"We'll get there eventually," he said. "Please don't give up on us."
The bottom 12
The FPM report detailed the FY18 deferred maintenance estimates and service calls at a dozen academic buildings most in need of repairs:
Other council business
President Stacy Renfro shared a list of personnel data the council's executive committee is asking university human resources to provide on an annual basis to assist in council decision-making. The data includes information on turnover (such as reasons for leaving and time taken to fill the position), at-will employment and performance evaluation completion rates by unit.
Council members also adopted seven strategic initiatives for the coming academic year.
Iowa State has launched the search for its next James and Katherine Melsa Dean of Engineering. The successful candidate will succeed Sarah Rajala, who last month announced her retirement at the end of the 2018-19 academic year.
The process will begin with the nomination of high-quality candidates, followed by a review of applications and interviews of semifinalist and finalist candidates in early 2019. The Nashville-based search firm of Buffkin/Baker will assist the committee throughout the process.
"The Melsa Dean of Engineering is a high-profile position, both on Iowa State's campus and in the international engineering community," said senior vice president and provost Jonathan Wickert. "We are looking for an accomplished leader who will build on Dean Rajala's successes and take the college's academic and research programs to even higher levels."
Nominate a dean candidate
Members of the campus community are encouraged to submit nominations of talented candidates to any member of the search committee.
Luis Rico-Gutierrez, dean of the College of Design; and Gary Mirka, professor of industrial and manufacturing systems engineering and former associate dean and department chair; will co-chair the search. Joining them on the search committee are:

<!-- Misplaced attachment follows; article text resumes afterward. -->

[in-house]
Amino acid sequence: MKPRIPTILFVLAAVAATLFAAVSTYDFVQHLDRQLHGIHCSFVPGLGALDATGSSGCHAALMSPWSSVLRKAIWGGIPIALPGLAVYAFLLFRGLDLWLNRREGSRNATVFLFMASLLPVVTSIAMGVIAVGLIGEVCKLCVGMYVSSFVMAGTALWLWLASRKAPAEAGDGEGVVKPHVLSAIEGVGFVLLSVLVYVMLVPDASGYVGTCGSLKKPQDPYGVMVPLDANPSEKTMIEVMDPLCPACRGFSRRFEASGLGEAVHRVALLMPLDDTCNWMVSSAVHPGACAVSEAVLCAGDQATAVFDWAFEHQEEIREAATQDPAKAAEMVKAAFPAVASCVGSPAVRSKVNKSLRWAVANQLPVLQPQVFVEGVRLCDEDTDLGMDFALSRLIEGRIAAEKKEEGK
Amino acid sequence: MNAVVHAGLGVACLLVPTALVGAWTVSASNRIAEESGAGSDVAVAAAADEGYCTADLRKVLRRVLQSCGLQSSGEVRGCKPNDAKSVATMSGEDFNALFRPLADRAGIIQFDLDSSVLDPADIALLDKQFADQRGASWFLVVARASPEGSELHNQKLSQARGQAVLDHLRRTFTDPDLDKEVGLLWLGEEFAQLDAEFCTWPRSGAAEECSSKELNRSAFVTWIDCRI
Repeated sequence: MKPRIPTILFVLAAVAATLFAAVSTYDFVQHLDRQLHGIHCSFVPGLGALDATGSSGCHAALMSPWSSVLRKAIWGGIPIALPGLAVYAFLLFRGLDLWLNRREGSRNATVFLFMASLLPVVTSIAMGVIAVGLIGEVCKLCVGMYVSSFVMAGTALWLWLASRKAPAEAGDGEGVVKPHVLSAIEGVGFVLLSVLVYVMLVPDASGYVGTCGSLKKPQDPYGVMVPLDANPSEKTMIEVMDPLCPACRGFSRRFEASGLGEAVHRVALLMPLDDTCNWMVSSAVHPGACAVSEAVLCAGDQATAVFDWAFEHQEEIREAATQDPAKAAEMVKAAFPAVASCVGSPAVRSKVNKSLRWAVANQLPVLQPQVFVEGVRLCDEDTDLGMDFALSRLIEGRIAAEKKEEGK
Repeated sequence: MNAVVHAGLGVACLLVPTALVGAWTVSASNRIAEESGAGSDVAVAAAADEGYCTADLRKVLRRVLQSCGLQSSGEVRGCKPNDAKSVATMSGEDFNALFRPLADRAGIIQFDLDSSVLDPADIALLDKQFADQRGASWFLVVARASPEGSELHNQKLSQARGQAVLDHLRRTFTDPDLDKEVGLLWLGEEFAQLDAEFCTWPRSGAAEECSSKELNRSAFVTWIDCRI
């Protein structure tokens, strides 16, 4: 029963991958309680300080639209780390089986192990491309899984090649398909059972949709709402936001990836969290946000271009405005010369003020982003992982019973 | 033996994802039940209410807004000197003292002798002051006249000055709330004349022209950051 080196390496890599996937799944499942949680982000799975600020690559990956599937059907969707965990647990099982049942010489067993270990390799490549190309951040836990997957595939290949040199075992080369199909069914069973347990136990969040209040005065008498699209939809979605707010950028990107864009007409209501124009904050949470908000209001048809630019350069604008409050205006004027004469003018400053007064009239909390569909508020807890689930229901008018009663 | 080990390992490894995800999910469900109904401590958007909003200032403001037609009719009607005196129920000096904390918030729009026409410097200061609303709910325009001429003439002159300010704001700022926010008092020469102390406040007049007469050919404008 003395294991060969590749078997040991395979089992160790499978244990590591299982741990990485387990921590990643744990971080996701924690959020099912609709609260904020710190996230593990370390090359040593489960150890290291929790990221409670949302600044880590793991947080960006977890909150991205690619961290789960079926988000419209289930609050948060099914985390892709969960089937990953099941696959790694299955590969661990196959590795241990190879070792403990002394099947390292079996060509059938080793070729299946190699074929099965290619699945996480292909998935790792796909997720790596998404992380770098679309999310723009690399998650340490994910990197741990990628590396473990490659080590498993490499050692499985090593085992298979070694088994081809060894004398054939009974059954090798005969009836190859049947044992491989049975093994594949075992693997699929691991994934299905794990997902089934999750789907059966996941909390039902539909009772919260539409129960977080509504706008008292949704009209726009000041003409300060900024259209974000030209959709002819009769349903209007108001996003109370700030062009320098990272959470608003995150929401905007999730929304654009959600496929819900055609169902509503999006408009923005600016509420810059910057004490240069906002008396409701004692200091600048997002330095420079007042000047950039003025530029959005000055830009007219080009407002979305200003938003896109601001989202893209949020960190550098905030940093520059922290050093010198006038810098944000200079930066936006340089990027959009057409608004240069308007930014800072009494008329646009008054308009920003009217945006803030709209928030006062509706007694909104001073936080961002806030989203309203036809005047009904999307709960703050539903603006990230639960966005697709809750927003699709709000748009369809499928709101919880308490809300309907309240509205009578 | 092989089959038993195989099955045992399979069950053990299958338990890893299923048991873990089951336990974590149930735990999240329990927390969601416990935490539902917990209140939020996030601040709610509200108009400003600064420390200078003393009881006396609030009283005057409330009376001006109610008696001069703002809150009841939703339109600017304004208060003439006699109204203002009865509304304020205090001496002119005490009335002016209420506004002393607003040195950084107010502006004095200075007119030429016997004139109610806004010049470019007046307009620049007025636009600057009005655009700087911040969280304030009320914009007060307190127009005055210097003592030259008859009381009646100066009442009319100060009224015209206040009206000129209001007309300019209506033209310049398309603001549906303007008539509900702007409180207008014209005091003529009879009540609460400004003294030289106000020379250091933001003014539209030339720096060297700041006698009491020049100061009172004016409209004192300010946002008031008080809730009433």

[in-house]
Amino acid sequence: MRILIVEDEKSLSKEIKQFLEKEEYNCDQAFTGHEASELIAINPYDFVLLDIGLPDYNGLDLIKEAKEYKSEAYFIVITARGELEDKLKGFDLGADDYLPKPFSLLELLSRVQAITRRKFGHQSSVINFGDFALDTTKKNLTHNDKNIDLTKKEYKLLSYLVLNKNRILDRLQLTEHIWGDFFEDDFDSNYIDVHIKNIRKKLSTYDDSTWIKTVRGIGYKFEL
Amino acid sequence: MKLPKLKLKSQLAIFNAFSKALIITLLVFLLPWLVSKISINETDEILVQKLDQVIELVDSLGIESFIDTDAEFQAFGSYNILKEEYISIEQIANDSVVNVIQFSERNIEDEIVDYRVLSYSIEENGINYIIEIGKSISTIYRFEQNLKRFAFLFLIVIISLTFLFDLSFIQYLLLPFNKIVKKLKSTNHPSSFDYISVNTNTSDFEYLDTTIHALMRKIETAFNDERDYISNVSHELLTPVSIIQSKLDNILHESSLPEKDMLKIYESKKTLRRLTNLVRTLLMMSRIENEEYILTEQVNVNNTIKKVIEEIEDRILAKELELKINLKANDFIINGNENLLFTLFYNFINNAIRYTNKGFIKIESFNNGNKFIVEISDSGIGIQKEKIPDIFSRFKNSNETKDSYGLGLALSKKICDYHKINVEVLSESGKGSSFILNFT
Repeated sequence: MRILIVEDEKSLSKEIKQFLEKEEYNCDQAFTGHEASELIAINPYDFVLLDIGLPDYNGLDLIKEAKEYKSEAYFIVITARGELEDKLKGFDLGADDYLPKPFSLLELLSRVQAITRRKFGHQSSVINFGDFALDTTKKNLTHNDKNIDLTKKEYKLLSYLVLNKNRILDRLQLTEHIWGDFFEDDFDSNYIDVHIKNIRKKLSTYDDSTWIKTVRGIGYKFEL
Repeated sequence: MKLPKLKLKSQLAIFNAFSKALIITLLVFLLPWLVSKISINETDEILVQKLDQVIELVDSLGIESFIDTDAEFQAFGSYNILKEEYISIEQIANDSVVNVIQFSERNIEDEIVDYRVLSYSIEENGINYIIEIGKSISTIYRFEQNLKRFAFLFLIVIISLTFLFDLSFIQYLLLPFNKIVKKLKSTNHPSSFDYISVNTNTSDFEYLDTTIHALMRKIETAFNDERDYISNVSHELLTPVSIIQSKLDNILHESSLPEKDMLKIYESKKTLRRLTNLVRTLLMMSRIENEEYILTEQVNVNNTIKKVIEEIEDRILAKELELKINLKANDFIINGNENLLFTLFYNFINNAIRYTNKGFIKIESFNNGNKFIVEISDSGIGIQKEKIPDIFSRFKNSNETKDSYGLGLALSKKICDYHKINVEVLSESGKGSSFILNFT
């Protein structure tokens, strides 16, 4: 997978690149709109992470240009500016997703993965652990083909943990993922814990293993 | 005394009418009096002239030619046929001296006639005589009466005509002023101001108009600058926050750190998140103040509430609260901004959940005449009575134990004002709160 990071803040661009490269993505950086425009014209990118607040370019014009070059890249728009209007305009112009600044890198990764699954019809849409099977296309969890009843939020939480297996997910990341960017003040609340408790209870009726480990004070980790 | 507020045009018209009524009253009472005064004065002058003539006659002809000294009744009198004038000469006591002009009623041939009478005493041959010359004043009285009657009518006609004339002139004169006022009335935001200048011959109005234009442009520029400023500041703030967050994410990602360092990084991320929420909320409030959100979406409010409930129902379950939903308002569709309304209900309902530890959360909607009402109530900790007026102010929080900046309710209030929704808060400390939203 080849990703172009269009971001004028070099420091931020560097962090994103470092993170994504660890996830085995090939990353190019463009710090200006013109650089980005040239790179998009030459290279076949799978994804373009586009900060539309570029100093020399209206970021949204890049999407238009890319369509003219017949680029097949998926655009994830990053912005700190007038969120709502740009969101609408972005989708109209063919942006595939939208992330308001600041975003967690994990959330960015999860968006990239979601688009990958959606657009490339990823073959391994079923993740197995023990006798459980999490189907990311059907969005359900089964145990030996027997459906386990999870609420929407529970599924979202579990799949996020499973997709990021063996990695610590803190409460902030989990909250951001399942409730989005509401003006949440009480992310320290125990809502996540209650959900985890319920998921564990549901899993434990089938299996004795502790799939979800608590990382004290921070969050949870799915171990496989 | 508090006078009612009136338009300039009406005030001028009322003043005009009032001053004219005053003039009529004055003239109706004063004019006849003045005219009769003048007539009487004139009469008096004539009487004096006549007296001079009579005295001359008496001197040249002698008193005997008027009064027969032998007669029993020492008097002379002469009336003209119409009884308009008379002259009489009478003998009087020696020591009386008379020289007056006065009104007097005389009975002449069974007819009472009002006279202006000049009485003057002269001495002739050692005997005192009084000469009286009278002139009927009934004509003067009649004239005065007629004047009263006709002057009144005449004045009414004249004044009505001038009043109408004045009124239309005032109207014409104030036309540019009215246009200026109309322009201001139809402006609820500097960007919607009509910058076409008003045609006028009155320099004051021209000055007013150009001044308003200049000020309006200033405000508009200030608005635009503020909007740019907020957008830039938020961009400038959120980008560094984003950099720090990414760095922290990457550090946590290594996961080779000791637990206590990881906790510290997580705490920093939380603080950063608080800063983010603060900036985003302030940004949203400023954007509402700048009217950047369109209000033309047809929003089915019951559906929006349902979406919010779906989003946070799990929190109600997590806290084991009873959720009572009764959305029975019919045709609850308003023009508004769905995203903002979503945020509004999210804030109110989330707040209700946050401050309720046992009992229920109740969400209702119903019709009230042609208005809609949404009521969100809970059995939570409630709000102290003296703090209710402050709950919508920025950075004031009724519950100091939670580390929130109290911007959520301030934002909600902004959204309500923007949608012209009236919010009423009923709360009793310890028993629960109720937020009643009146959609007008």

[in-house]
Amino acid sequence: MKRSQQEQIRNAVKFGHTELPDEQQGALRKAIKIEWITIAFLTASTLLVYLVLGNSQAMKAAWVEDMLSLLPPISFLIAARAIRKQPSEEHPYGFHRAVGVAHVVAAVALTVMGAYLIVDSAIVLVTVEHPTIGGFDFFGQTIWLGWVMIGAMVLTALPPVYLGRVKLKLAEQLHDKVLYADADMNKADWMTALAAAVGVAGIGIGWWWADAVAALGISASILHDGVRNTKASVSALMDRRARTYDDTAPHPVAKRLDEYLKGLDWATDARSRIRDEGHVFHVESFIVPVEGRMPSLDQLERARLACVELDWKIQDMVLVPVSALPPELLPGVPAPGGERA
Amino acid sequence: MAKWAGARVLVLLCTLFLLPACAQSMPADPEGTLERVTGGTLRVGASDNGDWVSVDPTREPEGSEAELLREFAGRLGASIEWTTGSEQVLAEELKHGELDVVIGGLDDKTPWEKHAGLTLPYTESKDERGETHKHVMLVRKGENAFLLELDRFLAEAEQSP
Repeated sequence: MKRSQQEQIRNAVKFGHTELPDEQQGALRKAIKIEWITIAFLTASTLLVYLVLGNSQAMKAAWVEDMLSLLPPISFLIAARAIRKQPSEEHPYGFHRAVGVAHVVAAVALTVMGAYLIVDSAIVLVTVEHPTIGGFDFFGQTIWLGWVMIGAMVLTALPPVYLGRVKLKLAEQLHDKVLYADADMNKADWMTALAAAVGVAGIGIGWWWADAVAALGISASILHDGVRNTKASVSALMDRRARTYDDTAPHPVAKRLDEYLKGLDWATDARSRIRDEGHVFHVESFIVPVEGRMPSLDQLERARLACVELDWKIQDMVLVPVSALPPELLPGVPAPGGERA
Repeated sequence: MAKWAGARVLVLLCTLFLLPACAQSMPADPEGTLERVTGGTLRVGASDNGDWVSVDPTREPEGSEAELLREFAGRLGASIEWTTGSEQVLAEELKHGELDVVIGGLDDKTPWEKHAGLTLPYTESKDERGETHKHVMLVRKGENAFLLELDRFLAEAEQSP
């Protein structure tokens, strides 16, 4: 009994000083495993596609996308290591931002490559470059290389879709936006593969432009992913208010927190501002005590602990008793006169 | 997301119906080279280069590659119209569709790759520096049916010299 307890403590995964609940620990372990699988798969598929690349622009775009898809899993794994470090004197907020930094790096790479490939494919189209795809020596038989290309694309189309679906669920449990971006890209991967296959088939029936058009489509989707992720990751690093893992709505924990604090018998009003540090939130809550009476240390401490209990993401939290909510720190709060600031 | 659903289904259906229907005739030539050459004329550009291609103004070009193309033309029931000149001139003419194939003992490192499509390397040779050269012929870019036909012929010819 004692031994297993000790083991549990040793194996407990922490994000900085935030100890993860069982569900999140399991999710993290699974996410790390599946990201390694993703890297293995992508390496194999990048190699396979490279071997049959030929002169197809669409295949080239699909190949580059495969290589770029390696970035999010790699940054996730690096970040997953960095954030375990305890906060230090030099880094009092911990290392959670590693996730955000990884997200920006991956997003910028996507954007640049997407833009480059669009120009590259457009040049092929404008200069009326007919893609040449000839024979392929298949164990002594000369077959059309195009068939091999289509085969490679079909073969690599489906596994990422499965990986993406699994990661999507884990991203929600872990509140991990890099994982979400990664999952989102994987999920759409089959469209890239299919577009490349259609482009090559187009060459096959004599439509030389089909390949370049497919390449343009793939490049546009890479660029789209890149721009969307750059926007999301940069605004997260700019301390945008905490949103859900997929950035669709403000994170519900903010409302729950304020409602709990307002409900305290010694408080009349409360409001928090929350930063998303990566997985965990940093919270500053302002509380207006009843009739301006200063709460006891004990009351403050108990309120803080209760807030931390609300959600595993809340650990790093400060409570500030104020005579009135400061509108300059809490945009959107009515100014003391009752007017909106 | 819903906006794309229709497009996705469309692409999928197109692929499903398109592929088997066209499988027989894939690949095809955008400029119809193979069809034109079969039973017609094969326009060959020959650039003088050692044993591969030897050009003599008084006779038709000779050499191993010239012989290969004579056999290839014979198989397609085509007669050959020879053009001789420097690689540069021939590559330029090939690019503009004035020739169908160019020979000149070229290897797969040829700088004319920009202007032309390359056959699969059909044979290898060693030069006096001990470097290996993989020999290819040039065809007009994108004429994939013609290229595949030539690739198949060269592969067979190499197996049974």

- Julie Dickerson, professor, electrical and computer engineering
- Jeff Gust, MidAmerican Energy, Engineering college's Industrial Advisory Council
- Jahmy Hindman, Deere & Company, Engineering college's Industrial Advisory Council
- Jocelyn Jackson, graduate student, mechanical engineering
- Teona Jerman, undergraduate student, civil, construction and environmental engineering; and co-president, Engineering Student Council
- Jenny Johannsen, senior lecturer, aerospace engineering
- Clayton Johnson, academic adviser, Engineering student services
- Duane Johnson, professor, materials science and engineering
- Monica Lamm, associate professor, chemical and biological engineering
- Valery Levitas, Distinguished Professor, aerospace engineering
- Mark Mba-Wright, associate professor, mechanical engineering
- Mike O'Donnell, associate director, Center for Industrial Research and Service
- Pratik Ray, associate scientist, U.S. Department of Energy's Ames Laboratory
- Jennifer Shane, associate professor, civil, construction and environmental engineering